ICD-10-CM offers plenty of codes for those injuries. But what is the difference?
Tendonitis means inflammation of a tendon. The term tendonitis is usually used for tendon injuries that involve acute injuries accompanied by inflammation.
Tenosynovitis means inflammation of the sheath that surrounds a tendon. (The sheath is called the synovium.)
Patients may also suffer from tendinosis (chronic degeneration of a tendon without inflammation) or tendinopathy (a more general term that just means tendon injury). Make sure you pay close attention to what the physician actually documents.
You may recall that Steve’s super streak at the Vegas craps table ended with a torn right ulnar collateral ligament.
On the recommendation of his primary care physician, Steve consulted an orthopedic surgeon, Dr. Frank Jobe, who agreed that surgery was Steve’s best treatment option. Dr. Jobe is set to perform the surgery today at the Stitch ‘Em Up Hospital.
A side note before we go any further. Tommy John surgery is generally performed in the outpatient setting. It generally takes 60 to 90 minutes to complete. A patient who needs Tommy John surgery probably doesn’t meet the criteria for inpatient admission. Because the Stitch ‘Em Up Hospital likes to compare data between inpatient and outpatient procedures, our coders code all surgeries using ICD-10-PCS. We’re overachievers that way.
On to Steve’s procedure. Well, actually, let’s take a look at Steve’s diagnosis code for this visit. We need to show the medical necessity of the procedure before our payer will reimburse us.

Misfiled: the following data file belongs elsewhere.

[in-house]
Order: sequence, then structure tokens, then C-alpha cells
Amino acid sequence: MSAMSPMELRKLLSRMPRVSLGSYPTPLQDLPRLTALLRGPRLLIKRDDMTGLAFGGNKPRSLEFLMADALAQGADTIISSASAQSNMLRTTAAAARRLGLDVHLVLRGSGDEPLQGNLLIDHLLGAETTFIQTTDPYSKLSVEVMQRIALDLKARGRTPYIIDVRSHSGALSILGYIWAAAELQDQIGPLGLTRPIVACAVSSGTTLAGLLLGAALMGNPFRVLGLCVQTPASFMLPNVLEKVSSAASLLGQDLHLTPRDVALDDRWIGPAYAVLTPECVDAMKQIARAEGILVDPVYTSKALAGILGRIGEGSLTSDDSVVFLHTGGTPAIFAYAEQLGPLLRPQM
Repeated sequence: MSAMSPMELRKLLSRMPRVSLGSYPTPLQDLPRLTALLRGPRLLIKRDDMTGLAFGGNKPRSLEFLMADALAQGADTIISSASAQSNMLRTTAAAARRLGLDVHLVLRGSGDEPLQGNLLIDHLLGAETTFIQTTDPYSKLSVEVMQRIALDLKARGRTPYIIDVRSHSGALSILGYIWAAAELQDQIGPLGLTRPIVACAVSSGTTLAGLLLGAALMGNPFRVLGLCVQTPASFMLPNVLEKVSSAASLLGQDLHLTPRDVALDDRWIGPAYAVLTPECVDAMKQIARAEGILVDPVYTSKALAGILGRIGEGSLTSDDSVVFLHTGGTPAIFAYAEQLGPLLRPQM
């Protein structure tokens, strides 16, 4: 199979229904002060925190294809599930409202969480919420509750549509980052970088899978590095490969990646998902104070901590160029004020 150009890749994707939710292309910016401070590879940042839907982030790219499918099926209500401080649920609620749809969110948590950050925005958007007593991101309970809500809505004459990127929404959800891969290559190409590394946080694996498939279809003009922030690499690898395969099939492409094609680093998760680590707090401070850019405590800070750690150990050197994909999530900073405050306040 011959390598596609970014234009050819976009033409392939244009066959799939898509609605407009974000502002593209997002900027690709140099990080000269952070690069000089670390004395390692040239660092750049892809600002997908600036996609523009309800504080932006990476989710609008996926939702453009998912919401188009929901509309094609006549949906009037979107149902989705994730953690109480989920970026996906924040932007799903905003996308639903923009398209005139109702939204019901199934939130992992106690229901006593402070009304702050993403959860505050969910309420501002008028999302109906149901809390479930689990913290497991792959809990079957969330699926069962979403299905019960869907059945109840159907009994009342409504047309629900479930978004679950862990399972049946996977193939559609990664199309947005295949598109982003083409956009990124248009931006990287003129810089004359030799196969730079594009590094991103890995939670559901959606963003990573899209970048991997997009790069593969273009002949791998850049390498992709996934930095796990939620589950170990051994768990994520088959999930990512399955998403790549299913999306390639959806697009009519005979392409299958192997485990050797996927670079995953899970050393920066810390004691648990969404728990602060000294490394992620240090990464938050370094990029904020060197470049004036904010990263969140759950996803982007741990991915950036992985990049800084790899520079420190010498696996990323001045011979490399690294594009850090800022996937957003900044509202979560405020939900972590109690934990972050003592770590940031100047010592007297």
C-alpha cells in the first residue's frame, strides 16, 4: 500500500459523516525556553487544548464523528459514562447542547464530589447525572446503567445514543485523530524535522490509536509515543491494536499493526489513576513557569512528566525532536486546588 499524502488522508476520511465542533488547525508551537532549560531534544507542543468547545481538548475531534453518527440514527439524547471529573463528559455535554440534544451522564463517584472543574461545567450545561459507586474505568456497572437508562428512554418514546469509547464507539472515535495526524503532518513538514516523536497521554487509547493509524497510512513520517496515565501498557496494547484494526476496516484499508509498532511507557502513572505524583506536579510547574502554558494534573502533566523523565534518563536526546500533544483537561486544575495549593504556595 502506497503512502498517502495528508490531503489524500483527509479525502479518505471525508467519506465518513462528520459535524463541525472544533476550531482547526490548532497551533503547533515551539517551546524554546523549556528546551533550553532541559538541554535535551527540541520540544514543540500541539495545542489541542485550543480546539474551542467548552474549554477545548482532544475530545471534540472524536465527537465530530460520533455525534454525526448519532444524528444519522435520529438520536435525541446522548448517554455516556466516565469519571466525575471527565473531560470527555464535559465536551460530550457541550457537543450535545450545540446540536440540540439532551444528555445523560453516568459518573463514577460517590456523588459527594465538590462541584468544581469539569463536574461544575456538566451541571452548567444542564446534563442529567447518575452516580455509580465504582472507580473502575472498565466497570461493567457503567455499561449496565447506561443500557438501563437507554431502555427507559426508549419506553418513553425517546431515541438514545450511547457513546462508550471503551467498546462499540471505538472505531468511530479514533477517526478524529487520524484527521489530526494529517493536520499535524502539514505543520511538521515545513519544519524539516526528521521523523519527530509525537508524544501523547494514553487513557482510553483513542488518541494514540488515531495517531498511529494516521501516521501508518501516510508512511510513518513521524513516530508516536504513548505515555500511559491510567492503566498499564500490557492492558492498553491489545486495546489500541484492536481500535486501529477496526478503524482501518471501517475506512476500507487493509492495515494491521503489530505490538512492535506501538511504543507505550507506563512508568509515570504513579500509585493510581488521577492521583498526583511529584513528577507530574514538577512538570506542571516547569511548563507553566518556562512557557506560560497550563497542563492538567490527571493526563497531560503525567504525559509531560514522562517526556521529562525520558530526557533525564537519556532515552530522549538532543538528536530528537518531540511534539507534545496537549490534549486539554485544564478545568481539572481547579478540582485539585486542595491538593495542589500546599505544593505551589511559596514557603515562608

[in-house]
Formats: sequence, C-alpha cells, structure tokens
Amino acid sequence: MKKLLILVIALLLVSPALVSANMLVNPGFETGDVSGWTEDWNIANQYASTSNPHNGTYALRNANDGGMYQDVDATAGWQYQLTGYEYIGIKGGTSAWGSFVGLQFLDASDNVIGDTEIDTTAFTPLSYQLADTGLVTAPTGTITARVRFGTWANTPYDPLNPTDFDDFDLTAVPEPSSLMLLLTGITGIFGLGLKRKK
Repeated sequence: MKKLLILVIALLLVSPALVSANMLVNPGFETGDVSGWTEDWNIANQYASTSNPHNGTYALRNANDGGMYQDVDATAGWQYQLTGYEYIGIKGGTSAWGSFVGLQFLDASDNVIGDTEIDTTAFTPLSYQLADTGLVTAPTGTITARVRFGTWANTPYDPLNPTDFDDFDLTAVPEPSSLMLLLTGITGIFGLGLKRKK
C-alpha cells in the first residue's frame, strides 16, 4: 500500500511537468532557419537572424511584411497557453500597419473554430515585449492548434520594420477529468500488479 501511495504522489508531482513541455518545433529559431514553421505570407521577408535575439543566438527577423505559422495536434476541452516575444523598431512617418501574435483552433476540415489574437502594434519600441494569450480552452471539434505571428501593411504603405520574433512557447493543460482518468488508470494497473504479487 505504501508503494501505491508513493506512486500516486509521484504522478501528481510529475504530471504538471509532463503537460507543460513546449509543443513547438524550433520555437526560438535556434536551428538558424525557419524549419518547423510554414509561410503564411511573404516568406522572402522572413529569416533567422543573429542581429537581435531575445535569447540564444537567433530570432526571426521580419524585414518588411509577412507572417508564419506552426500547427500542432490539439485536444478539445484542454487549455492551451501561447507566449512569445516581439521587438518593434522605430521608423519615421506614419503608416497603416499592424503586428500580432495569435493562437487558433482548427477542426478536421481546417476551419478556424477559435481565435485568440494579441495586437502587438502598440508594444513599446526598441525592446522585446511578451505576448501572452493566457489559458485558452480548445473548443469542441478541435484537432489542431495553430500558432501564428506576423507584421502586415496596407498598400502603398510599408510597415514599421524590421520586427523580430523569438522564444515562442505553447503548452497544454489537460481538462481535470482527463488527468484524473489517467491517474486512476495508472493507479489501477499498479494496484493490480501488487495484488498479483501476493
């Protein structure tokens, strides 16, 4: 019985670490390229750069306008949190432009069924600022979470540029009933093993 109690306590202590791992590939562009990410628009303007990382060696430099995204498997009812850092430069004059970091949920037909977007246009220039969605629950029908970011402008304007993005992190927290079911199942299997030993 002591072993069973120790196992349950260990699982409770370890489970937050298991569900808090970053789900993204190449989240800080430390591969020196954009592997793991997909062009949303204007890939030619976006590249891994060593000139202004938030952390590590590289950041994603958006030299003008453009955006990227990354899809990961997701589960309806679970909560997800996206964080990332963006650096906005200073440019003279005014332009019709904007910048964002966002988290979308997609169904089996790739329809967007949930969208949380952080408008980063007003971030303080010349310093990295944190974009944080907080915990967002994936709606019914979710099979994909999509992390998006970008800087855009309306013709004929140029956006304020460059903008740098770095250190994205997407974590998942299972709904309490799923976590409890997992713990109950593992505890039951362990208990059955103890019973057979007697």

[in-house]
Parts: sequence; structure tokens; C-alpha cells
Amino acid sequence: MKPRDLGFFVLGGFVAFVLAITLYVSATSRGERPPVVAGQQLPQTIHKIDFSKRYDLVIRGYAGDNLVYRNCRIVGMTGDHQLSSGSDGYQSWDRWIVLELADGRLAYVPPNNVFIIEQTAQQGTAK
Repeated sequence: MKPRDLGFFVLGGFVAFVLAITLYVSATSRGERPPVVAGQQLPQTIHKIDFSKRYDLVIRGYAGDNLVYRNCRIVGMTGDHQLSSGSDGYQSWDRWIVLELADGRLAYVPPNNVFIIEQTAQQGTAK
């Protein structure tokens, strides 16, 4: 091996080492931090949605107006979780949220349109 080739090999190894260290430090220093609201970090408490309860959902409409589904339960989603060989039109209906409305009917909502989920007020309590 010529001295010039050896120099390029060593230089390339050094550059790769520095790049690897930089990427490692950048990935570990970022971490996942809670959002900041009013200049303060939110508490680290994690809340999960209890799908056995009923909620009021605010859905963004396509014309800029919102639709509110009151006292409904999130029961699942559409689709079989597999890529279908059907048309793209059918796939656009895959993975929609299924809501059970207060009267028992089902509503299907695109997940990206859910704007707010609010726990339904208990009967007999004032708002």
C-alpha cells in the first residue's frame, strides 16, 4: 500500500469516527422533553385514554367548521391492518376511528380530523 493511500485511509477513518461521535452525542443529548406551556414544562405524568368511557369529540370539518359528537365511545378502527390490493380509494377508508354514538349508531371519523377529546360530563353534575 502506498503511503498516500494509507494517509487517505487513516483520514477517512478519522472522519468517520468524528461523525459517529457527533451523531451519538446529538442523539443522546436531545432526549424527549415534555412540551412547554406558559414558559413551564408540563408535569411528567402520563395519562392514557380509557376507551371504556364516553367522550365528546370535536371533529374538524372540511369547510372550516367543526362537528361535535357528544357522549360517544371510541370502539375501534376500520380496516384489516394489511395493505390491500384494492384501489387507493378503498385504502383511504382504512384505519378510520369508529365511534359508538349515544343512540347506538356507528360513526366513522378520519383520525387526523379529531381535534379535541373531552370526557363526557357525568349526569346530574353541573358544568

Dr. Jobe documents a traumatic rupture of the right ulnar collateral ligament. When we look up Rupture, traumatic, ligament, ulnar collateral in the ICD-10-CM Alphabetic Index, we are directed to S53.3-. Further investigation in the Tabular List leads us to S53.31XA.
We’re back to seventh character A because on this visit, Steve is receiving active treatment. Surgery is one of the examples the ICD-10-CM Official Guidelines for Coding and Reporting cite as active treatment. If Dr. Jobe was just evaluating Steve’s elbow and not treating it, our seventh character would be D for subsequent encounter. In fact, the guidelines state:
While the patient may be seen by a new or different provider over the course of treatment for an injury, assignment of the 7th character is based on whether the patient is undergoing active treatment and not whether the provider is seeing the patient for the first time. [more]
Last week, Steve spent some serious time at the craps table in Las Vegas. He was on a real roll with those dice, racking up a 14-hour winning streak. However, on that last throw, something went very wrong. Steve flicked the dice with his patented curveball throw and felt something pop in his elbow. He suffered excruciating pain and could not throw the dice again.
So much for that winning streak. Steve went to a Las Vegas ED, where Dr. Siegfried diagnosed a torn right ulnar collateral ligament. There goes Steve’s pitching career.
When we look up torn in the ICD-10-CM Alphabetic Index, we are directed to see Tear. Okay, let’s go to Tear, ligament. And we’re sent elsewhere again, this time to Sprain. We’ve got it this time—Sprain, ulna, collateral ligament. But no, success eludes us once again. We need to see Rupture, traumatic, ligament, ulnar collateral.
I think I’m spending more time looking for this code than Dr. Siegfried spent examining Steve. Under Rupture, traumatic, ligament, ulnar collateral, we find, S53.3-. The dash tells us we need more characters, so off to the Tabular List we go.
We need two pieces of information to complete our code: laterality and encounter. We know Steve tore his right ulnar collateral ligament and we know this is his first visit. That makes our code S53.31XA (traumatic rupture of right ulnar collateral ligament, initial encounter). Don’t forget your placeholder X.